Young people from 169 countries came together in Sri Lanka to discuss the priorities for development for youth across the world. IFLRY Secretary-General Frerik Kampman represented IFLRY in this World Conference on Youth, which set out to define the priorities for the post-2015 UN Development agenda. Since the Millennium Development Goals have an expiry date already in 2015, this conference was both timely and needed!
The Conference started on the 6th May with a grand opening in the southern city of Hambantota. During this opening the President of Sri Lanka addressed the crowd, as well as UN Secretary-General’s Special Envoy on Youth, Ahmad al Hendawy, and John Ashe, current chairman of the UN General Assembly.
The other four days the conference took place in the capital Colombo. All youth delegates (representing either their country or their organizations) took part in workshops on different topics, to generate input for the youth negotiators. This way, input from all youth delegates could directly feed into amendments and proposals concerning the output of the conference, the Colombo Declaration on Youth. The declaration was finally agreed upon and signed during a closing ceremony on the 10th of May in Colombo.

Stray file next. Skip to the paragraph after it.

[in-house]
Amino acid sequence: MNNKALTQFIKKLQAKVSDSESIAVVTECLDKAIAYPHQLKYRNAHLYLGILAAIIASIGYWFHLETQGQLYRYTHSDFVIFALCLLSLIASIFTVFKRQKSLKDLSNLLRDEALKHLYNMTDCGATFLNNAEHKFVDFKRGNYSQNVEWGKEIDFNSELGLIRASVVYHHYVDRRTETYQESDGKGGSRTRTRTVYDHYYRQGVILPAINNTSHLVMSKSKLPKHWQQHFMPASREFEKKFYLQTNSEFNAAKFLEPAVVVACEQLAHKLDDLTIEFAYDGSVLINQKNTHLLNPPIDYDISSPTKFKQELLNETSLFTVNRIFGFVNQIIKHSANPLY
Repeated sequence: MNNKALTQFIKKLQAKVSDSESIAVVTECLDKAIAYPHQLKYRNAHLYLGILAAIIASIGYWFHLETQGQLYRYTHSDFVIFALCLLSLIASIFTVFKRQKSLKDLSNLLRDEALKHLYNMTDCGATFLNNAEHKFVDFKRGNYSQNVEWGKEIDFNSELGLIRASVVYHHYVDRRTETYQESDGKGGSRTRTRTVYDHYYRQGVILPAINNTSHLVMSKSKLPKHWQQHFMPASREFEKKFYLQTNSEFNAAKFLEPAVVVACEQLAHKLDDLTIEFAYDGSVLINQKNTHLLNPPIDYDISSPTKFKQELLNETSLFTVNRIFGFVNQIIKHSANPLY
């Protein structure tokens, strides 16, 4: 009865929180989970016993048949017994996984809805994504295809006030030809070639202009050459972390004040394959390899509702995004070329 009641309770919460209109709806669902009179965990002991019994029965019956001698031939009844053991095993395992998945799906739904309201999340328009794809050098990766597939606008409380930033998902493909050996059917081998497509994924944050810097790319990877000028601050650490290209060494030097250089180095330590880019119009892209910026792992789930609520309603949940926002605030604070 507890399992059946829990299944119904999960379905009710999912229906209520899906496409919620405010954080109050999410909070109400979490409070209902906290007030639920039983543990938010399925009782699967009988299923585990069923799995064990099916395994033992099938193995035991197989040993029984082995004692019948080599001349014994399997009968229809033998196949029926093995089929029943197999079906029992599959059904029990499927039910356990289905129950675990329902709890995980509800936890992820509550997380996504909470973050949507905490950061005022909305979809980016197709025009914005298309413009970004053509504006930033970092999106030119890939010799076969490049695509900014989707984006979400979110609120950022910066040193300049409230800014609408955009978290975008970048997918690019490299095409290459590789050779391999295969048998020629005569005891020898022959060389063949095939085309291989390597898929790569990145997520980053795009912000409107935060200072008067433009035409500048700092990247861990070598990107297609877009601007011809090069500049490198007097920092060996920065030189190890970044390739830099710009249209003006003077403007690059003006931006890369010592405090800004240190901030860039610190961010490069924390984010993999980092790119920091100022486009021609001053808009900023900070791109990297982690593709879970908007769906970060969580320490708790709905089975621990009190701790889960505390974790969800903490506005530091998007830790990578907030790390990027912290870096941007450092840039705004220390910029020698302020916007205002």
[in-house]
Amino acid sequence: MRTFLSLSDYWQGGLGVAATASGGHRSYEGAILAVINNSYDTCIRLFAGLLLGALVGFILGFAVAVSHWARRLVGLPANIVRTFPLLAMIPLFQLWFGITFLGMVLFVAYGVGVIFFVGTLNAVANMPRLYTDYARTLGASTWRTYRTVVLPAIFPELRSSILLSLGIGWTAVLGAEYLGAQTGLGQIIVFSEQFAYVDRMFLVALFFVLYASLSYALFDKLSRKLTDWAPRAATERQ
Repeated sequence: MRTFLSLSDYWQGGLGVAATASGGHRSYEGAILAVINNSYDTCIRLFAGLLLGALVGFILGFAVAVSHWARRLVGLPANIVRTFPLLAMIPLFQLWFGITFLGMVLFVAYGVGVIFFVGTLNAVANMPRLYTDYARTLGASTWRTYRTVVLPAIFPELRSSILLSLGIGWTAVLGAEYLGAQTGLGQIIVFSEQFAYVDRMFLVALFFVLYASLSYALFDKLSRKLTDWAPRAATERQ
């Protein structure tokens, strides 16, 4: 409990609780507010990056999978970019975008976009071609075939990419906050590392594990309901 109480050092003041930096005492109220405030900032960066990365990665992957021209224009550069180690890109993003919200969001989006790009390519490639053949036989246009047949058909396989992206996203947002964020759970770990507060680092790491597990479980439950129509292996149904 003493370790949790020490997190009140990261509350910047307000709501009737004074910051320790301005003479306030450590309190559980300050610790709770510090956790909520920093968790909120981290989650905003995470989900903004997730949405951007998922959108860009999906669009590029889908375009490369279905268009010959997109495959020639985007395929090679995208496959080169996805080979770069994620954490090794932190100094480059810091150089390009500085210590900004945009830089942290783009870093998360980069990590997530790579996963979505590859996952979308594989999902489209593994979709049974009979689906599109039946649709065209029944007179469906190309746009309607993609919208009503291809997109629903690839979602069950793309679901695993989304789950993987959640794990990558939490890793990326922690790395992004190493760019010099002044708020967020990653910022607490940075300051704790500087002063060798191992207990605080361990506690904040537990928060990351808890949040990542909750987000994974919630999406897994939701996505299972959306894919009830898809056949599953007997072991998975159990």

Frerik Kampman reacts on the declaration: “It was an interesting process to be witness of. When you read the declaration, you will not notice something groundbreaking, but it was the inclusive process that was historic in the sense that ‘youth’ was accepted for the first time as a full partner in setting the priorities. It is an important precedent for future UN actions that concern young people as a stakeholder”.
After the closing ceremony on the 10th of May, also an additional meeting of ICMYO took place. ICMYO is the International Coordination Meeting of Youth Organizations, of which IFLRY is a member and part of the Task Force that helps coordinate ICMYO’s activities. It is IFLRY’s membership of ICMYO that brought the opportunity to be part of this world conference in the first place.
In the margins of this conference Frerik Kampman also met with a group of liberal minded Sri Lankan activists, some of whom have been very active in IFLRY. Frerik: “It was very useful to sit down with them and discuss Sri Lankan politics and their view on things. The political system is not designed along ideological lines, which makes it difficult to organize parties or movements narrowly defined as liberal. Still, these young people and several parliamentarians are doing great work!” In Sri Lanka there exists a Liberal Party that is currently part of the ruling coalition. Because of the difficult position for liberals in Sri Lanka, they want to focus on ‘get out the vote’ campaigns. IFLRY recommits itself to supporting them.
If you have any questions on the World Conference on Youth or on the situation of our liberal friends in Sri Lanka, don’t hesitate and contact Frerik Kampman on email@example.com.